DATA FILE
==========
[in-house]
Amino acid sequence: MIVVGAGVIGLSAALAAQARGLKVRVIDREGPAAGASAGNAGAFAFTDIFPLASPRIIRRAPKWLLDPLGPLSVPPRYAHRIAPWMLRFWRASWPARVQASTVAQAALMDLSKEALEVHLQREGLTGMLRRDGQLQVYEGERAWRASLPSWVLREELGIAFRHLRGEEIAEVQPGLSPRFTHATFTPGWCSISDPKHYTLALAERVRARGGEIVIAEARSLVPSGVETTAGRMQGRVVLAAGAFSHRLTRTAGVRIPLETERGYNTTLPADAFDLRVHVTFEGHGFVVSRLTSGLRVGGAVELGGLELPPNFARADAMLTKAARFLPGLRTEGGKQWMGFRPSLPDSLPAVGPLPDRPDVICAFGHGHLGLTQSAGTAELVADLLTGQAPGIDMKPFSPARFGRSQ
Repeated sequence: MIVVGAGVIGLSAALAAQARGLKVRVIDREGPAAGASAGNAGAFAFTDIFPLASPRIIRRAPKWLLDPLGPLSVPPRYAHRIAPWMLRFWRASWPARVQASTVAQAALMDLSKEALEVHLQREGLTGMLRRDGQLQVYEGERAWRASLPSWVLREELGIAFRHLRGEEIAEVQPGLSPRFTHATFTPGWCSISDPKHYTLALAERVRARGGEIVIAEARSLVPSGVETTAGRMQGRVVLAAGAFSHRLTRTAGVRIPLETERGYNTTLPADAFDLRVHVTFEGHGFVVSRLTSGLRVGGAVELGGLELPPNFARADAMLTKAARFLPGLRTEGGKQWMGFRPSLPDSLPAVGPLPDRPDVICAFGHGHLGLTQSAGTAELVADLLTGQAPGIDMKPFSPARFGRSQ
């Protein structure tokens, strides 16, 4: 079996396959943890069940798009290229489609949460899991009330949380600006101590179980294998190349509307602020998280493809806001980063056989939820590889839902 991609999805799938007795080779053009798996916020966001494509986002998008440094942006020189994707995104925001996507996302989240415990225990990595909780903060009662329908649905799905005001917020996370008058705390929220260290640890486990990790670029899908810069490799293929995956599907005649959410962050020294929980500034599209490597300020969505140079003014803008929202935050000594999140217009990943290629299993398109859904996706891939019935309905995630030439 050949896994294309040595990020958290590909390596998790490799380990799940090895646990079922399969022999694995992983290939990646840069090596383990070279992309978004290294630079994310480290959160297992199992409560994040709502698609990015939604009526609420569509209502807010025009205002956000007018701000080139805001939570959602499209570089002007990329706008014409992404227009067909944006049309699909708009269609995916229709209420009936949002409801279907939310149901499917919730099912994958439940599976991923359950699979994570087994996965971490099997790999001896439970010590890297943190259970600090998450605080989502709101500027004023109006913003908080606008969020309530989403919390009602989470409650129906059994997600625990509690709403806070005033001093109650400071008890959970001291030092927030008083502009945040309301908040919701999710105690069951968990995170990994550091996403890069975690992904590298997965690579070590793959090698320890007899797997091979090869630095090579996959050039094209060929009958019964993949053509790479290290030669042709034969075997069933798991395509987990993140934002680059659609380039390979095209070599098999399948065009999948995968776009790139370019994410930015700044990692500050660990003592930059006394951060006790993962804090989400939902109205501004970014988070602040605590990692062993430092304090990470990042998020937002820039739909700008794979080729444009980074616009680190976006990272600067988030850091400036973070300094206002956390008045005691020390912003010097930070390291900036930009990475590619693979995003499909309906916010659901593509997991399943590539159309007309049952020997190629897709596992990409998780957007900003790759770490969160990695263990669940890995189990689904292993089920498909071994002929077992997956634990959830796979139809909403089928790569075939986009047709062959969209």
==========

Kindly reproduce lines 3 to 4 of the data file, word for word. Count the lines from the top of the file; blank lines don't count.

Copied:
Repeated sequence: MIVVGAGVIGLSAALAAQARGLKVRVIDREGPAAGASAGNAGAFAFTDIFPLASPRIIRRAPKWLLDPLGPLSVPPRYAHRIAPWMLRFWRASWPARVQASTVAQAALMDLSKEALEVHLQREGLTGMLRRDGQLQVYEGERAWRASLPSWVLREELGIAFRHLRGEEIAEVQPGLSPRFTHATFTPGWCSISDPKHYTLALAERVRARGGEIVIAEARSLVPSGVETTAGRMQGRVVLAAGAFSHRLTRTAGVRIPLETERGYNTTLPADAFDLRVHVTFEGHGFVVSRLTSGLRVGGAVELGGLELPPNFARADAMLTKAARFLPGLRTEGGKQWMGFRPSLPDSLPAVGPLPDRPDVICAFGHGHLGLTQSAGTAELVADLLTGQAPGIDMKPFSPARFGRSQ
């Protein structure tokens, strides 16, 4: 079996396959943890069940798009290229489609949460899991009330949380600006101590179980294998190349509307602020998280493809806001980063056989939820590889839902 991609999805799938007795080779053009798996916020966001494509986002998008440094942006020189994707995104925001996507996302989240415990225990990595909780903060009662329908649905799905005001917020996370008058705390929220260290640890486990990790670029899908810069490799293929995956599907005649959410962050020294929980500034599209490597300020969505140079003014803008929202935050000594999140217009990943290629299993398109859904996706891939019935309905995630030439 050949896994294309040595990020958290590909390596998790490799380990799940090895646990079922399969022999694995992983290939990646840069090596383990070279992309978004290294630079994310480290959160297992199992409560994040709502698609990015939604009526609420569509209502807010025009205002956000007018701000080139805001939570959602499209570089002007990329706008014409992404227009067909944006049309699909708009269609995916229709209420009936949002409801279907939310149901499917919730099912994958439940599976991923359950699979994570087994996965971490099997790999001896439970010590890297943190259970600090998450605080989502709101500027004023109006913003908080606008969020309530989403919390009602989470409650129906059994997600625990509690709403806070005033001093109650400071008890959970001291030092927030008083502009945040309301908040919701999710105690069951968990995170990994550091996403890069975690992904590298997965690579070590793959090698320890007899797997091979090869630095090579996959050039094209060929009958019964993949053509790479290290030669042709034969075997069933798991395509987990993140934002680059659609380039390979095209070599098999399948065009999948995968776009790139370019994410930015700044990692500050660990003592930059006394951060006790993962804090989400939902109205501004970014988070602040605590990692062993430092304090990470990042998020937002820039739909700008794979080729444009980074616009680190976006990272600067988030850091400036973070300094206002956390008045005691020390912003010097930070390291900036930009990475590619693979995003499909309906916010659901593509997991399943590539159309007309049952020997190629897709596992990409998780957007900003790759770490969160990695263990669940890995189990689904292993089920498909071994002929077992997956634990959830796979139809909403089928790569075939986009047709062959969209």